Hometown heroes Ken Jordan and Scott Kirkland of Crystal Method have come a long way since their days working at local college radio station KUNV. Their 1997 debut, Vegas, was the first electronic album to break into the American mainstream. With two more studio albums, a mix CD and countless commercial, television and movie credits on their résumés, the duo can now add the prestige of a debut Grammy nomination in the new category of Best Electronic/Dance Album for Legion of Boom—as well as being the only American group so honored.
Recently, the Las Vegas Weekly caught up with Jordan by phone in their LA studio.
This is your first Grammy nomination. How exciting is that?
Ken Jordan: It's very exciting to be in that group. We're very excited about going to the awards show. It's our first nomination, first year that we get to go to the show. We've been voting members for a few years now.
The company you guys are keeping with the other nominees is amazing. Paul Oakenfold, Prodigy, Basement Jaxx and Paul Van Dyk—that's a lot of talent. What's it like being nominated with these guys?
KJ: Good. We've been friends with them. Paul Van Dyk, the Prodigy guys—we get along with them. Everybody in the category is a friend.
How do you feel Legion of Boom measures up against the other releases?
KJ: We're very proud of that record. It's done very well for us. We're working on another mix CD now, and another studio album .... Yeah, normally we're not thinking about a record that's a year old so much, but the Grammy nomination—we're humbled.
Do you think you have a shot at winning?
KJ: Yeah, I think so. I think everybody has a shot at winning. It's one of those things where it's the first year the category is up for voting. If you're going to vote for the Grammys, you can only vote for nine categories. And there's what, 25 categories? So it all depends on how people may vote, and you never know how people are going to vote. We've got a 1-in-5 chance.
Since this is a first time for the award, do you find it a validation for the genre?
KJ: I think it helps with validation. It really needs it, ya know? There was a Best Dance Record for singles. But there was no real album category for electronic and dance artists before. So now the album category will hopefully raise awareness for people that don't know much about this genre.
Who are you guys most looking forward to seeing at the show?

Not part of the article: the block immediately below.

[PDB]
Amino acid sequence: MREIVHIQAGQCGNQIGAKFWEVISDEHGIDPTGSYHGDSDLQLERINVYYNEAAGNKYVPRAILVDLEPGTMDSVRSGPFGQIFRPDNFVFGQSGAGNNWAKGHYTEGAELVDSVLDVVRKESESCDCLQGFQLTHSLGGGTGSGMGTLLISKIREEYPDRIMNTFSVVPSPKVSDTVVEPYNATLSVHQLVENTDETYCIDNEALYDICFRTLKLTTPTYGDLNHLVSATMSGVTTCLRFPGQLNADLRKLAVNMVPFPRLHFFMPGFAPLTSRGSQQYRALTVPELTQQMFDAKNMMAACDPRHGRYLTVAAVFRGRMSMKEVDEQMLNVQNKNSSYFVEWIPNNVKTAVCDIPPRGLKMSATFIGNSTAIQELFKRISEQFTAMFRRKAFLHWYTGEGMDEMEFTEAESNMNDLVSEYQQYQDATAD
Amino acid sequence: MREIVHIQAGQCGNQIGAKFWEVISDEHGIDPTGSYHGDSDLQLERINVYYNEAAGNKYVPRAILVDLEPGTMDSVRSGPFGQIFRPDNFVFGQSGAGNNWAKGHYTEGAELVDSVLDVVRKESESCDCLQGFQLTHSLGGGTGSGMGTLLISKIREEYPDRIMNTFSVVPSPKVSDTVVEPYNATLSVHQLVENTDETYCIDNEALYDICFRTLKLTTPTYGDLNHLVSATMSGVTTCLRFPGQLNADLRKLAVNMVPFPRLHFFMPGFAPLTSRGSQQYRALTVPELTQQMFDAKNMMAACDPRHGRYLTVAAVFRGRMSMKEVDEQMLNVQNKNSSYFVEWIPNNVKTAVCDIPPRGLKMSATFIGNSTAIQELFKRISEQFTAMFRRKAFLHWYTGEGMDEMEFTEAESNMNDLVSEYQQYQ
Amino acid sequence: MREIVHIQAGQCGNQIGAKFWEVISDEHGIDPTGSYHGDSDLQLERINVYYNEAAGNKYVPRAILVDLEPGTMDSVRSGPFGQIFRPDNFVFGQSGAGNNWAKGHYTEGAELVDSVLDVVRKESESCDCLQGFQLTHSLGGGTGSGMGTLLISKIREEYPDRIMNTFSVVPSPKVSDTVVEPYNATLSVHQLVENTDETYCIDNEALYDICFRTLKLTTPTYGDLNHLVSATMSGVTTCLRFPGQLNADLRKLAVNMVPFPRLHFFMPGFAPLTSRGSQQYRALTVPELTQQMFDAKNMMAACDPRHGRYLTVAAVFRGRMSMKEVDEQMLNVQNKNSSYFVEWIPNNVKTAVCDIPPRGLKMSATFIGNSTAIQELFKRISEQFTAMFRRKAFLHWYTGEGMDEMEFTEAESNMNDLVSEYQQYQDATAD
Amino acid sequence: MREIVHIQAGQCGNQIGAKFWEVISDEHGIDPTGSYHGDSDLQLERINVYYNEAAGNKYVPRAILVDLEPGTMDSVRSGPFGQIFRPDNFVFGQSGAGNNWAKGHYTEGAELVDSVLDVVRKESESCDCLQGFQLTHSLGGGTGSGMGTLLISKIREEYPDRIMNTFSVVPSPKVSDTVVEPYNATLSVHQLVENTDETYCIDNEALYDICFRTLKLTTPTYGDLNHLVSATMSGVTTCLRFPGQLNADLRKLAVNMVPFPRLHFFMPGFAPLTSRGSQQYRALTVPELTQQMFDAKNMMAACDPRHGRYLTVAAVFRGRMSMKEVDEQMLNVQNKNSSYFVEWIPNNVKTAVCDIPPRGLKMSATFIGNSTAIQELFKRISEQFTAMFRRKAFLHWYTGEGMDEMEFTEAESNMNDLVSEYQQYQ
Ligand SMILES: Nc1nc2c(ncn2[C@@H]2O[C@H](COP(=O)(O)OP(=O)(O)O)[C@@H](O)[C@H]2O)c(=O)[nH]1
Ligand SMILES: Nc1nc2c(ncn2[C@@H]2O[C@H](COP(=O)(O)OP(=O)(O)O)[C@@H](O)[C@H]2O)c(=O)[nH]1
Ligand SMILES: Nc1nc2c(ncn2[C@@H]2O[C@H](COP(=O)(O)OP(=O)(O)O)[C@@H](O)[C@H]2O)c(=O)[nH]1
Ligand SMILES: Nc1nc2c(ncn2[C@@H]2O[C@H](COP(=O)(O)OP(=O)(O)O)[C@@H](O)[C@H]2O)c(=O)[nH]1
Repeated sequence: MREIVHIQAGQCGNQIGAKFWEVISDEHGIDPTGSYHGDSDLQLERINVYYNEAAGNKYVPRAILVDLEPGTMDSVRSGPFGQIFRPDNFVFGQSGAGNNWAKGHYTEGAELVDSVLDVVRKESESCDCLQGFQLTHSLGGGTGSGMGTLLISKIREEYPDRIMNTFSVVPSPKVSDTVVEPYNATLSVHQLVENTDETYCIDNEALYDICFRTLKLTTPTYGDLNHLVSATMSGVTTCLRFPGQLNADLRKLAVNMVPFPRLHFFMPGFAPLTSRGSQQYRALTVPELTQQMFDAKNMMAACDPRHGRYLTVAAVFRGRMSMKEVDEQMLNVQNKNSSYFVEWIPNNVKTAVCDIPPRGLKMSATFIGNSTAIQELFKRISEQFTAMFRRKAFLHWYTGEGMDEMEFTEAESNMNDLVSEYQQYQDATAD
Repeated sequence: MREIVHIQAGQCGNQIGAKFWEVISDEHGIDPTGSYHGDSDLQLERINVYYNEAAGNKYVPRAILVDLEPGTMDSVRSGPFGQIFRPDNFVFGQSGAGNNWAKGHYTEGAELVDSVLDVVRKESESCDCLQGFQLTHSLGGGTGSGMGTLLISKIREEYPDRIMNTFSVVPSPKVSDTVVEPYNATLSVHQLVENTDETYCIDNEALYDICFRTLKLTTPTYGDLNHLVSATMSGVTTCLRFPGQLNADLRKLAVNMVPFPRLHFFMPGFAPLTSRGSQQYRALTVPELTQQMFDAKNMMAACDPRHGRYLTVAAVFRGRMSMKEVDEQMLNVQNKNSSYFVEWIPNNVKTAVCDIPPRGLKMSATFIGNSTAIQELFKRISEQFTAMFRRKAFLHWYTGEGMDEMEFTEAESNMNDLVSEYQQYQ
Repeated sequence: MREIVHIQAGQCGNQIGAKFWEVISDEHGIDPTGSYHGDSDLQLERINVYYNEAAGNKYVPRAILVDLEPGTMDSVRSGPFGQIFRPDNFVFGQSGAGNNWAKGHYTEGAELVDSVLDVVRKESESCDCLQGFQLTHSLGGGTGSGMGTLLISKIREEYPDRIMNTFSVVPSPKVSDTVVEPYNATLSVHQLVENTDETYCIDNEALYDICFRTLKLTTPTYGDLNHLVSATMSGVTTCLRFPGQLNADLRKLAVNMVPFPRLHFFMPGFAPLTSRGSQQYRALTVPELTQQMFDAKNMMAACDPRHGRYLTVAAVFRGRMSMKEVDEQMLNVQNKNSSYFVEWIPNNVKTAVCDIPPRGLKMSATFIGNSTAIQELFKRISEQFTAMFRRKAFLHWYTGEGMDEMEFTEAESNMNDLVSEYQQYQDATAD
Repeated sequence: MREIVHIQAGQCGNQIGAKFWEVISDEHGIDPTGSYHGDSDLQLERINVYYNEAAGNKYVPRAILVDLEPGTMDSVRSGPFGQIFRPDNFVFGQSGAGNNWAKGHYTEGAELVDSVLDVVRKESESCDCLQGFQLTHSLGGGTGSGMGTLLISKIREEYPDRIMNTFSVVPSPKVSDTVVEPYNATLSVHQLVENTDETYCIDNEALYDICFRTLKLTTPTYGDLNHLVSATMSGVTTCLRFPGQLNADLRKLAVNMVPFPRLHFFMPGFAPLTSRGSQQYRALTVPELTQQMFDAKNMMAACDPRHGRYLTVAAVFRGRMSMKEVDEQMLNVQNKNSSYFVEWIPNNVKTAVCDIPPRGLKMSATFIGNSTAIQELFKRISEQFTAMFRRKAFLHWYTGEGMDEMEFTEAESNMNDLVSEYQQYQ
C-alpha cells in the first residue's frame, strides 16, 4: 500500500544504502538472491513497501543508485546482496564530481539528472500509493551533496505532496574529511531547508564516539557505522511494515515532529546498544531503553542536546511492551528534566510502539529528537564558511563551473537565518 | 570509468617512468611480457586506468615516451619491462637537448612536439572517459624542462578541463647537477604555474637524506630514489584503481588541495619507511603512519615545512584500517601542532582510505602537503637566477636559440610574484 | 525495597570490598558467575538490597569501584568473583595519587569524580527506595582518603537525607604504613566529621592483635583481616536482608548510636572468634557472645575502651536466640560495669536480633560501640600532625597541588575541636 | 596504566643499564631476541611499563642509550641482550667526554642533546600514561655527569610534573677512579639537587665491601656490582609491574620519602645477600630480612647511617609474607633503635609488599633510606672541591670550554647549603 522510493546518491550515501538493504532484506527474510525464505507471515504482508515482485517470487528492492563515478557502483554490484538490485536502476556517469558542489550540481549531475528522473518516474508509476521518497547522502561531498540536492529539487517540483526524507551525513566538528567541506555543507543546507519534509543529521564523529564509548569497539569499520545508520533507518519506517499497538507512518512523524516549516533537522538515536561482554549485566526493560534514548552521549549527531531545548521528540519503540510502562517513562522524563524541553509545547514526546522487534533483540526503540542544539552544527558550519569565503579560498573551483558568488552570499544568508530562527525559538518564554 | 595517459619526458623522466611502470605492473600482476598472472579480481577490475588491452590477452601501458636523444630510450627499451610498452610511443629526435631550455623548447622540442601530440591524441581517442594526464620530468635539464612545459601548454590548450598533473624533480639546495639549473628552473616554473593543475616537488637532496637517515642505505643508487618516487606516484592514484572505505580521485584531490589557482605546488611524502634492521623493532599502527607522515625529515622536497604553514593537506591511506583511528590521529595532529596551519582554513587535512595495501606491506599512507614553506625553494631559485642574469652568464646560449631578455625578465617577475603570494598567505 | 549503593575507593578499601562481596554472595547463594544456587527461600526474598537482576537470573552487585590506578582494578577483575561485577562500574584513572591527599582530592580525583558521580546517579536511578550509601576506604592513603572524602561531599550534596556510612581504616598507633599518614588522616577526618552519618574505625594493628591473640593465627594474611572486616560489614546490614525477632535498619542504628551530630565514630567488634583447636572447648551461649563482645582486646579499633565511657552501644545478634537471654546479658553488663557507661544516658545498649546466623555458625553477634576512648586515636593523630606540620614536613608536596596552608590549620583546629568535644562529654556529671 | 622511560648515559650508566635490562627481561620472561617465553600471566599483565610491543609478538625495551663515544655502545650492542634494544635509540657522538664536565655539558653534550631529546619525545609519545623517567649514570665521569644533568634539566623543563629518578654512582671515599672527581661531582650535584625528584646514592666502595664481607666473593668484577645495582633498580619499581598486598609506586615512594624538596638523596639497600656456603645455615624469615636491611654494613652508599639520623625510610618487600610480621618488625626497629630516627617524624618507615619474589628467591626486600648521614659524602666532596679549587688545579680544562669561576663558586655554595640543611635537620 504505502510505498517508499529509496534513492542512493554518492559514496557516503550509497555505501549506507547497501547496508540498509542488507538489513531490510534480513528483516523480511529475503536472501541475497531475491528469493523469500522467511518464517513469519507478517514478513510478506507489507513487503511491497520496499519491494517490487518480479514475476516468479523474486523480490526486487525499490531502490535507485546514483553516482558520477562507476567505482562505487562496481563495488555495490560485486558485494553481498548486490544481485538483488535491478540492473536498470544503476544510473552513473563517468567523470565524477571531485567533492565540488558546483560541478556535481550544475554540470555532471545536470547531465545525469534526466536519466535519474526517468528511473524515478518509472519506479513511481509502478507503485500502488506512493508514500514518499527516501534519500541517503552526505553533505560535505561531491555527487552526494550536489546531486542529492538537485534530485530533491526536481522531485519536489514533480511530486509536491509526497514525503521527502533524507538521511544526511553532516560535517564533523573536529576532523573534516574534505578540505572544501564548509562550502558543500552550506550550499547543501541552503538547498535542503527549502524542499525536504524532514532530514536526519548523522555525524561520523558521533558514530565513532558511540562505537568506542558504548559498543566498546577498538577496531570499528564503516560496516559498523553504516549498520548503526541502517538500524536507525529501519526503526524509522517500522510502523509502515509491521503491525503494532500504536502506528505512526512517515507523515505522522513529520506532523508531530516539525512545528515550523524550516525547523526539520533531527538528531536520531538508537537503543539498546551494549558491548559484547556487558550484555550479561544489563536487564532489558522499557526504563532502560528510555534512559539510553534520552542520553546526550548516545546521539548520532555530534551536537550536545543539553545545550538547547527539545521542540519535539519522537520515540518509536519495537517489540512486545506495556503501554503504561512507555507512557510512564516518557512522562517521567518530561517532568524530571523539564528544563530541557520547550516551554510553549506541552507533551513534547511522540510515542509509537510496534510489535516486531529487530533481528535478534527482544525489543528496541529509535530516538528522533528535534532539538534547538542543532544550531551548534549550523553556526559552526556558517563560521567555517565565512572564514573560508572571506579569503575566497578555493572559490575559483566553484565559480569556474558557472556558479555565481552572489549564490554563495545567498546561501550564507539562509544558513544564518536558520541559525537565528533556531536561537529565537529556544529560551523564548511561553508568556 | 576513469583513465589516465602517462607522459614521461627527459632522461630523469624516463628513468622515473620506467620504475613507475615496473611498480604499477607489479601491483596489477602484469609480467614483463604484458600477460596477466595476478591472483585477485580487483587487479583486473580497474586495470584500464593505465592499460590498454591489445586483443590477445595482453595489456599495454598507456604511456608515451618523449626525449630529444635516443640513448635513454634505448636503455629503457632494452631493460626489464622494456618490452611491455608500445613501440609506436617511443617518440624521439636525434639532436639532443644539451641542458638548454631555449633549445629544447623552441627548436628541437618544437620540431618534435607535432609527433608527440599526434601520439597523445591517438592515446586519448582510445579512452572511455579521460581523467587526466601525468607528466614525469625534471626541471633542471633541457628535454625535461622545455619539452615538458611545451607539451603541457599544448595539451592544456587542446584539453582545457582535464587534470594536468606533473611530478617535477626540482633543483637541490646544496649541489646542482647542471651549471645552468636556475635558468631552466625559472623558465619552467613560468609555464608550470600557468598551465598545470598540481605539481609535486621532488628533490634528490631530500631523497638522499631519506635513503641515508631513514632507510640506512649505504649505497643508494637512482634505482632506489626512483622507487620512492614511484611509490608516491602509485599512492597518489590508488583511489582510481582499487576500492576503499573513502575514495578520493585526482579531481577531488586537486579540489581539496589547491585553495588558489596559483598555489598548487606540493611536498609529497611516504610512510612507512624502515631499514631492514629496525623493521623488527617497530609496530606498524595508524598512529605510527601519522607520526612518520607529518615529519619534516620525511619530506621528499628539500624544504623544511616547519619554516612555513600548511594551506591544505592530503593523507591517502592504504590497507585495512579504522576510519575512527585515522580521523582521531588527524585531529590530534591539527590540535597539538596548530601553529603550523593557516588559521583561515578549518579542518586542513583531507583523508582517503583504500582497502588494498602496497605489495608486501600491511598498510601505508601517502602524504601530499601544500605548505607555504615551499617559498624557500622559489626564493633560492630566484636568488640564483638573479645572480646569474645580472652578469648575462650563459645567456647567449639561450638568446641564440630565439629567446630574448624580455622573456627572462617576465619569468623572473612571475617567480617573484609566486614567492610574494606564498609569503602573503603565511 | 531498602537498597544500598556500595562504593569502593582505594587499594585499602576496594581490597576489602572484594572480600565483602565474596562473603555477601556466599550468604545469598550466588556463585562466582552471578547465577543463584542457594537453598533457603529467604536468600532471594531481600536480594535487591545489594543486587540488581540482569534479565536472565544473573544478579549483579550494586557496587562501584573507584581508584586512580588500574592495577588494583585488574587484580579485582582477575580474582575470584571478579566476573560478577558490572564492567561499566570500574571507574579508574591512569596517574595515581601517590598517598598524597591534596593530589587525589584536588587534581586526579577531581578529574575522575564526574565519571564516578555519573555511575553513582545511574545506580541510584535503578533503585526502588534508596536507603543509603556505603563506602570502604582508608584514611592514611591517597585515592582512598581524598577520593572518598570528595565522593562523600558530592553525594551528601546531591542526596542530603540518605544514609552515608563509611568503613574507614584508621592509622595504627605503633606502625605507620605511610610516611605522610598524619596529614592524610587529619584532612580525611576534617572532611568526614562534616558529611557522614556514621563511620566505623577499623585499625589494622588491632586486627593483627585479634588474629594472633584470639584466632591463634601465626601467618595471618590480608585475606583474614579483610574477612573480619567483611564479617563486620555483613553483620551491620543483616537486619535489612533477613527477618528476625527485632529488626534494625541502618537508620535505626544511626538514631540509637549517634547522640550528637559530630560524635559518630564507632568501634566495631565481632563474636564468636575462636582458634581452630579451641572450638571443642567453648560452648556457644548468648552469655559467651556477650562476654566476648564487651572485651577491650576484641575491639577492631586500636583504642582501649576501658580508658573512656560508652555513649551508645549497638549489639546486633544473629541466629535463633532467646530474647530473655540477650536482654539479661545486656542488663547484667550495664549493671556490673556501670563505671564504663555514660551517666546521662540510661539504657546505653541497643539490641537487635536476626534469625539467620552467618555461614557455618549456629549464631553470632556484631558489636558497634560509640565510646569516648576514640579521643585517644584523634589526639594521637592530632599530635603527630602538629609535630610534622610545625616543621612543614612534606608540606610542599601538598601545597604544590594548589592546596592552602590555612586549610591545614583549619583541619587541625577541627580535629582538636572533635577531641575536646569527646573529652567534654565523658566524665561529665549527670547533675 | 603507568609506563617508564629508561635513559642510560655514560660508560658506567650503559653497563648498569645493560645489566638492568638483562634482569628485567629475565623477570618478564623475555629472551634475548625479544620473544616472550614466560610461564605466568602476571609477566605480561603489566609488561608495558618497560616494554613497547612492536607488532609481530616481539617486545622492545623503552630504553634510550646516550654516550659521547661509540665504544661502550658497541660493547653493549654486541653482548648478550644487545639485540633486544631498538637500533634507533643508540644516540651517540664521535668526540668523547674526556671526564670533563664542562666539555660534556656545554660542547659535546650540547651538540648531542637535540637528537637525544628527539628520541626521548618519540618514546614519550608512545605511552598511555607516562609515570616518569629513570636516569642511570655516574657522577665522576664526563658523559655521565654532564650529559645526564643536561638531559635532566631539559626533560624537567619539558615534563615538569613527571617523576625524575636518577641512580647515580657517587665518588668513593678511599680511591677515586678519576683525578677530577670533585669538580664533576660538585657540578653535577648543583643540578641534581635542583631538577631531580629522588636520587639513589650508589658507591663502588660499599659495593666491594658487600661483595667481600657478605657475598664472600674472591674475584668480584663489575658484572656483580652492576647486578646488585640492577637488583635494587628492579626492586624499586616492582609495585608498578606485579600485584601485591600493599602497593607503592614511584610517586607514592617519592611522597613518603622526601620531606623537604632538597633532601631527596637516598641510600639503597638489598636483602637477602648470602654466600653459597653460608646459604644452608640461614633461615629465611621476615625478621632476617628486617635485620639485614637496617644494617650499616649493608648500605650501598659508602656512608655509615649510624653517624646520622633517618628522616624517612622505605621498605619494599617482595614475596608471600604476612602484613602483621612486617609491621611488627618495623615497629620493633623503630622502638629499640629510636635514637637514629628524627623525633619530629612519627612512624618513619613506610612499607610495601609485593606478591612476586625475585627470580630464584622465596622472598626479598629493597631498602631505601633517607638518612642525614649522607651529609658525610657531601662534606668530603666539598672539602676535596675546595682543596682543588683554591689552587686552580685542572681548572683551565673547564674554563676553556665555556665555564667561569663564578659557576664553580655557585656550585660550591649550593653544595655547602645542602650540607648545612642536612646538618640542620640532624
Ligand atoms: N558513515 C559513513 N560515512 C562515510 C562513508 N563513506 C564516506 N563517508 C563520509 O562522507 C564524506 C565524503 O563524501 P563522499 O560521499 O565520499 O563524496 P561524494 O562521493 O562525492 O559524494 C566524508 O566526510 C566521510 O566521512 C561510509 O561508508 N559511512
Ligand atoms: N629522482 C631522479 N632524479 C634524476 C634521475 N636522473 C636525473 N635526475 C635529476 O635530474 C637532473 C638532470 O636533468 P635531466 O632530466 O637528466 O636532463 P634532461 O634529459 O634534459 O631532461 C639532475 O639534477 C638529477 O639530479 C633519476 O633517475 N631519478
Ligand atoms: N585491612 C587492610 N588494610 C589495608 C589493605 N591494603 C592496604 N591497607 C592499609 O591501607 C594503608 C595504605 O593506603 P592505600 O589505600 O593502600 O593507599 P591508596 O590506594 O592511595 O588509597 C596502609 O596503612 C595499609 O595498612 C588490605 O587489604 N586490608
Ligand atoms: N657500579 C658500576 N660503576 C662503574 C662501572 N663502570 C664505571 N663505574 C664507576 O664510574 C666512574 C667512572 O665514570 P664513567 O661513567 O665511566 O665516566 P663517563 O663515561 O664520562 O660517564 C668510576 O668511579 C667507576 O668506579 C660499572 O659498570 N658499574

KJ: I'd like to see Lil' Kim. I don't know if she'll be there. [laughs] And the live performances. It's going to be a fun night. There's going to be a lot to take in.
Who's presenting the award?
KJ: I have no idea. We're pretty sure that our award will be given out before the telecast. It's gonna be one of those, "and earlier ..." [laughs]
I have one question about Legion of Boom that I've been dying to ask. Todd McFarlane, creator of Spawn, did your inside art for Legion of Boom. Who's the comic-book fan over there?
KJ: We've got friends that are hard-core comic-book fans. But we're fans of Todd McFarlane. Ever since we did the sound track for Spawn back in '97.... He's been asked by a lot of people over the years to do artwork for albums, *NSYNC and Korn ... And he only does the bands he likes. He turned down *NSYNC and worked with us. It's an honor to have his talent on our artwork. It was a real honor.
What about the new studio album and mix CD? What can you tell me about those?
KJ: The mix CD is called Community Service 2 and it comes out in April. Our studio album probably won't be out until early next year. The mix CD is exclusive remixes that we've done of [songs like] the Doors' "Roadhouse Blues" and New Order's "Bizarre Love Triangle." There's a remix from this artist called JDS of Keep Hope Alive, and some other unreleased things that should make for a great package.
Are any of your old Vegas friends going to throw Grammy parties in your honor?
KJ: Actually yeah, a friend of mine from Vegas wants to throw us a Grammy party. I'm like, "Ya know, what if we lose?" [laughs]